Some 90 scientists have come out in support of a mother convicted of smothering her four children and dubbed ‘Australia’s worst female serial killer’. New genetic evidence supports Kathleen Folbigg’s insistence that her four victims of Sudden Infant Death Syndrome. In a new petition sent to the governor of New South Wales, the scientists called for her immediate release and an end to a ‘miscarriage of justice’.
Folbigg was sentenced to 40 years in prison for smothering her four children in 2003 between the ages of 19 days and 19 months. Her husband turned her into the police after reading one of her diary entries, which described how Sarah, one of her children, left ‘with a bit of help’.
Folbigg told the authorities that she wrote it out of angst and despair of young motherhood and the statement referred to her hope that God had taken her baby. At her trial, Allan Cala, a doctor called as an expert witness, testified that he had never seen a case of four children dying in the same family.
The New York Times reports that it was discovered that Folbigg had a rare mutation in what’s known as the CALM2 gene after she have consent for her genome sequencing whilst in prison in October 2018. ‘Defects in any of the three CALM genes essentially create heart arrhythmias that can cause cardiac arrest and sudden death in infancy and childhood,’ the NYT reported.
The results were submitted to an international peer-reviewed journal with the support of Professor Michael Toft Overgaard, a world expert in CALM mutations. ‘Mutations in this gene are one of the best recognised causes of sudden death in infancy and childhood, both while asleep and awake,’ the petition for her release reads. ‘Ms Folbigg’s convictions were based on the prosecution’s theory that she smothered all four children. Yet there is no medical evidence to indicate smothering. The Governor should have no doubt that the case against Kathleen Folbigg is entirely circumstantial. It is based on the proposition that the likelihood of four children from one family dying of natural causes is so unlikely as to be virtually impossible. This logic … permeated the trial and the 2019 inquiry.’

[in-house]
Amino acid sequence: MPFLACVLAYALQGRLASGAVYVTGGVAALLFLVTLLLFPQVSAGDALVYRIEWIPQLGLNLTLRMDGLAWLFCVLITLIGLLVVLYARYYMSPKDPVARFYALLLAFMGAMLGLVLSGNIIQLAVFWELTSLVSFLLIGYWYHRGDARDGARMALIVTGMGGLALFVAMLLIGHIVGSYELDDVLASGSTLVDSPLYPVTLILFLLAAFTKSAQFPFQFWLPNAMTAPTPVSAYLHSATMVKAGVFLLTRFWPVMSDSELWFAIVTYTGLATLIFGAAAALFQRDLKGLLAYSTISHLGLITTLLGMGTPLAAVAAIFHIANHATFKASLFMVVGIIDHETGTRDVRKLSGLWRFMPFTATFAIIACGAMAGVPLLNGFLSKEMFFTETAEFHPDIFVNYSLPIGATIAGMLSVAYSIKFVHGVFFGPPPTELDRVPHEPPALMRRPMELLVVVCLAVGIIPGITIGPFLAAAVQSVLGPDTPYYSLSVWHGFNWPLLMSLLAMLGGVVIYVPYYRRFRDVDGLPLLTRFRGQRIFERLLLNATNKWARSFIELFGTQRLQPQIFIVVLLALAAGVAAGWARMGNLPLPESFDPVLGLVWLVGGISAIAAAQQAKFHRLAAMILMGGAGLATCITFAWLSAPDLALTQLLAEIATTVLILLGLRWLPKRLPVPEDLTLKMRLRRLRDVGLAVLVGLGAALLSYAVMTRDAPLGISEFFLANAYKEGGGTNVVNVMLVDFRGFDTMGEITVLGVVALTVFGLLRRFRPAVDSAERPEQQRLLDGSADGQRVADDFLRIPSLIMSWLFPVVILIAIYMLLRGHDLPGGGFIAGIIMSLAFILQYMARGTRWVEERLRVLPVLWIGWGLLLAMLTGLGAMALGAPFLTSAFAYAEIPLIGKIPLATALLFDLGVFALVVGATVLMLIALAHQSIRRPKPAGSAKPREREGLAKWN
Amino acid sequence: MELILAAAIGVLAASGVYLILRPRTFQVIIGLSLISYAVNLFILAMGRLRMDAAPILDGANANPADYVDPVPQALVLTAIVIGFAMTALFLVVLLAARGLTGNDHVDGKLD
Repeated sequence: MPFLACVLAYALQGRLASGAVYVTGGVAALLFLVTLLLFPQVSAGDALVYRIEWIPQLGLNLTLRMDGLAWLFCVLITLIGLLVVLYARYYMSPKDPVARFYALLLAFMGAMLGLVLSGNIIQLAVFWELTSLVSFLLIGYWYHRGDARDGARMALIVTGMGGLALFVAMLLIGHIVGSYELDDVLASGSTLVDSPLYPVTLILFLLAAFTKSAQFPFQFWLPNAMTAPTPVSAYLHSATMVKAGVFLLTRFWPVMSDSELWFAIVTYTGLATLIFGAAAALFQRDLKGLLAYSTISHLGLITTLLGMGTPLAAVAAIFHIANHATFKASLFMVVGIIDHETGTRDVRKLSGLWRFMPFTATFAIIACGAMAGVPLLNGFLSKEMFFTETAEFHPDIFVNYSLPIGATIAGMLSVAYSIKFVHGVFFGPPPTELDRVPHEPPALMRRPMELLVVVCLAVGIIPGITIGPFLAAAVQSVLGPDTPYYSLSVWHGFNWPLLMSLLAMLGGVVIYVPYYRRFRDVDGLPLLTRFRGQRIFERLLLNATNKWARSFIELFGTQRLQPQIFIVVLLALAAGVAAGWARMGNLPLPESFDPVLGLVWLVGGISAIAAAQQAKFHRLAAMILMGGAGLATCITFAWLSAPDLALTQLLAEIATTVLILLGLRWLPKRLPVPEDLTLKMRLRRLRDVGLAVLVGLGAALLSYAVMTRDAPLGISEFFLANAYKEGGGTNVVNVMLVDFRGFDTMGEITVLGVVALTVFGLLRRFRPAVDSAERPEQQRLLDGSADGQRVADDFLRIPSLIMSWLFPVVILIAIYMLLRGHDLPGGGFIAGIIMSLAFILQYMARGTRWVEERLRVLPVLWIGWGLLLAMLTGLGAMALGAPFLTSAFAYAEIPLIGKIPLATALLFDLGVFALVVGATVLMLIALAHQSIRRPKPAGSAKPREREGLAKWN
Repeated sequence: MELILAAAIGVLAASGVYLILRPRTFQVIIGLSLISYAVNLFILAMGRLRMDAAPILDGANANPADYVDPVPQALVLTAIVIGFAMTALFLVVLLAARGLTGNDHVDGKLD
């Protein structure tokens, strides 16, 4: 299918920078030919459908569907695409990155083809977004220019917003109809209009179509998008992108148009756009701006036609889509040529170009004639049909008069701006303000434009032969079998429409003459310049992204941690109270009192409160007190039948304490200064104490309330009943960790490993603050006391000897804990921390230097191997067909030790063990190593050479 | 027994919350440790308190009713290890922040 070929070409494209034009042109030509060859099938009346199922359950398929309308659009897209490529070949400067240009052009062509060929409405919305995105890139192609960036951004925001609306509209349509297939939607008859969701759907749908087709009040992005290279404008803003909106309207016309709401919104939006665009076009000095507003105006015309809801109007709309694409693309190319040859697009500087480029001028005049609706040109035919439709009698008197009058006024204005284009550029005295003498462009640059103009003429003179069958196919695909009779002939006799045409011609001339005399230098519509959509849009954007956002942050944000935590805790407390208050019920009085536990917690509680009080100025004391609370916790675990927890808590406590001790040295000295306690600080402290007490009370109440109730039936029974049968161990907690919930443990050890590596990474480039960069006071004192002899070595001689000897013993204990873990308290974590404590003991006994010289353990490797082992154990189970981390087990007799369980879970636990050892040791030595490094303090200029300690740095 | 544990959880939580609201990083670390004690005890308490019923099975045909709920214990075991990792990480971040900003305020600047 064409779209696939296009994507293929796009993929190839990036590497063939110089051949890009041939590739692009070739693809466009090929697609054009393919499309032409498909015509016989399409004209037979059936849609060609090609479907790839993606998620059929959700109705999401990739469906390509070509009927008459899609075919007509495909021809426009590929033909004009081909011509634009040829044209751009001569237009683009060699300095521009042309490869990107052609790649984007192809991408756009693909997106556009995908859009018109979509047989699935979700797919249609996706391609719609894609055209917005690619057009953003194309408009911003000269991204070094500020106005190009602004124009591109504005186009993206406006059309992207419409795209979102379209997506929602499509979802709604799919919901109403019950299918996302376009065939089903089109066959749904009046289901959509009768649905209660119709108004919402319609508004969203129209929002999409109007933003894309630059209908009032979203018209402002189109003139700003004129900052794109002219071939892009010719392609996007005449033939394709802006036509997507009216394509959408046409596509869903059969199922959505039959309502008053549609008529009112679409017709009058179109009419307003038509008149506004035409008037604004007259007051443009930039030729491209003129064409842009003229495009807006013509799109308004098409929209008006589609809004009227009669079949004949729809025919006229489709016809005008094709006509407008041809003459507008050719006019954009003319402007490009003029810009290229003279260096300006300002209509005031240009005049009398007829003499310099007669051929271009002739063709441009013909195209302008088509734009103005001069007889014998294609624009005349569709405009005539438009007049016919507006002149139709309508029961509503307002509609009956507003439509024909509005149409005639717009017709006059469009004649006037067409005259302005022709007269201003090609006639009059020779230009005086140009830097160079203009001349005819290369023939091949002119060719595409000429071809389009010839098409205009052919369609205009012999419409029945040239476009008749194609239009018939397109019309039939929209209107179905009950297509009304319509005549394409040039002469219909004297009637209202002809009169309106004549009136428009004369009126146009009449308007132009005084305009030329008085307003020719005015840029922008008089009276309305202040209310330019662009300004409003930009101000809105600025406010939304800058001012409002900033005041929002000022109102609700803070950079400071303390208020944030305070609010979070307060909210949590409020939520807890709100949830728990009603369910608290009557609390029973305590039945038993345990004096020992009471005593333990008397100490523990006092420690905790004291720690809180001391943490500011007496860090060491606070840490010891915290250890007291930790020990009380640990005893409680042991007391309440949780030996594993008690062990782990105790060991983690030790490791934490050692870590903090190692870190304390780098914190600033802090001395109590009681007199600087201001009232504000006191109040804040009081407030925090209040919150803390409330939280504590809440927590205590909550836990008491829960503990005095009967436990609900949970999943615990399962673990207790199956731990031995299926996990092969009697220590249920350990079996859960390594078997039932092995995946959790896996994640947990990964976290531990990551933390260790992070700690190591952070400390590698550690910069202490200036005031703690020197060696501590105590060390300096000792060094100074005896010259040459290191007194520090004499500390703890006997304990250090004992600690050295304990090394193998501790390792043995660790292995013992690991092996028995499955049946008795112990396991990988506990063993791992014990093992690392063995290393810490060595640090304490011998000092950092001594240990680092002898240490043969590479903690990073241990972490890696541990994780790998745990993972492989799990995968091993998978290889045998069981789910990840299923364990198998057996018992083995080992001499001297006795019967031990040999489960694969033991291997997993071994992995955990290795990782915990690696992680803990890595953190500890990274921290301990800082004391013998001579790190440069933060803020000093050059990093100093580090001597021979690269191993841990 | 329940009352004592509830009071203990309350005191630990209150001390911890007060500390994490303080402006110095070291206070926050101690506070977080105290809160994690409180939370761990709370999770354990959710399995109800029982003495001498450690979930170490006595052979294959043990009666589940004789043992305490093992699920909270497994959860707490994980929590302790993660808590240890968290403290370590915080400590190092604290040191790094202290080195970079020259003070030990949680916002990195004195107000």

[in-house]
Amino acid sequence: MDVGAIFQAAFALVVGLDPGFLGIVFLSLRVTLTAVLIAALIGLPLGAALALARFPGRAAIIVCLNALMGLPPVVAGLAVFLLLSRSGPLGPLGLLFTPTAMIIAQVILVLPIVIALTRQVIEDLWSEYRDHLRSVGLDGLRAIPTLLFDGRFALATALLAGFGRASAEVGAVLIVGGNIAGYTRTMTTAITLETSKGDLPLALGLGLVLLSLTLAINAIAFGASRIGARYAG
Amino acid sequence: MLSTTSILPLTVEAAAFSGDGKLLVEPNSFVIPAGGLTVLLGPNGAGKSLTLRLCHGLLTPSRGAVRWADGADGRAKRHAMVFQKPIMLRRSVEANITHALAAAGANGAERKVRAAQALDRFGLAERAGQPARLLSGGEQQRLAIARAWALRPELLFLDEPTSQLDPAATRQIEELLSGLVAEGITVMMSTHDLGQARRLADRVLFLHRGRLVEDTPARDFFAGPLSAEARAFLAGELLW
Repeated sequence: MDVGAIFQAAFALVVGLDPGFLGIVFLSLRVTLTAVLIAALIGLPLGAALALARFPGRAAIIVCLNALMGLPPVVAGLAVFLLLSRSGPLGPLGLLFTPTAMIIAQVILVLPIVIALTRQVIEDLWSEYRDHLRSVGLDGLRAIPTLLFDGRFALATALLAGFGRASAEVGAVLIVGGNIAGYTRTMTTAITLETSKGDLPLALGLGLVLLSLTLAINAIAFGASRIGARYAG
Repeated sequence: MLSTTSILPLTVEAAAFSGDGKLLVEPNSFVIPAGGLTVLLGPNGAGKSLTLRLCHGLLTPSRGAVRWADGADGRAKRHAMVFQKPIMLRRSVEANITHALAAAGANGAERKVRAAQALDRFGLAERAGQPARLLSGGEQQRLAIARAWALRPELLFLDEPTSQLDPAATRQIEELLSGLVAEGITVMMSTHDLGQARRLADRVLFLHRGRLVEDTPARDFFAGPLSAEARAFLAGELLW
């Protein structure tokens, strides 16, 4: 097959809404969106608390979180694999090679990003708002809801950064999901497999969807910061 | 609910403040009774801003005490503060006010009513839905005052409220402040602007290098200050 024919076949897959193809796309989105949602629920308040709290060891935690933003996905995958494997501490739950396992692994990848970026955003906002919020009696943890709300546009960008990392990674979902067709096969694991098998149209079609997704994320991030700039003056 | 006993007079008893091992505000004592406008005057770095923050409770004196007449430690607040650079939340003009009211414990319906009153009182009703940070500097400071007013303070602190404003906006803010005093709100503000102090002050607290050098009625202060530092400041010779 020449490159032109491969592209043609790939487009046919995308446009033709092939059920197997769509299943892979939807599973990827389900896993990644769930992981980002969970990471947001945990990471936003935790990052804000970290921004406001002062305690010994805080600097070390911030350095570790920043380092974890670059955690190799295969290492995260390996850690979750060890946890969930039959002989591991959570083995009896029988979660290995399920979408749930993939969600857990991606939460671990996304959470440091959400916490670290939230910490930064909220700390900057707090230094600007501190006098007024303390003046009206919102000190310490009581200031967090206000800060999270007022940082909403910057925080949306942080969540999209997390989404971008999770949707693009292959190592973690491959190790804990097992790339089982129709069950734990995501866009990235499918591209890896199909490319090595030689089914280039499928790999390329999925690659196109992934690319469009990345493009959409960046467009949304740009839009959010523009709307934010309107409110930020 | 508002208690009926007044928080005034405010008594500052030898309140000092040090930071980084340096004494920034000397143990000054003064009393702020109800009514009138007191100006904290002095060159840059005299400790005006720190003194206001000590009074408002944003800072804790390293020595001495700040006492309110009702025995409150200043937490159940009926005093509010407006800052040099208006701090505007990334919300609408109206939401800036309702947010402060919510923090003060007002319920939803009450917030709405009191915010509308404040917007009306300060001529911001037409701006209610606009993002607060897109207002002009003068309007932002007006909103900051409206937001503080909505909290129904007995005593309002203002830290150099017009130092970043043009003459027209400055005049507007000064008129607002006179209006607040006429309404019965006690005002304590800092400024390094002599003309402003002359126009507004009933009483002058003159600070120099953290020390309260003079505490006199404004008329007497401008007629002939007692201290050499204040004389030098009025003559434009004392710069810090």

Bob Moles, a law professor at Flinders University, said that the admission of such statements showed a major flaw in Australian justice. ‘One of the main problems we have is a willingness of courts to admit scientific evidence that is not really scientific,’ he said.
There have been a number of similar cases in the UK notably Angela wrongfully convicted and sentenced to life imprisonment in the UK in 2002 for the murder of her seven-week-old son who died in 1991 and her 18-week-old who died in 1999. Her first child, Gemma, died of Sudden Infant Death Syndrome (SIDS) in 1989 at the age of 13 weeks, although she was never charged in connection with Gemma’s death.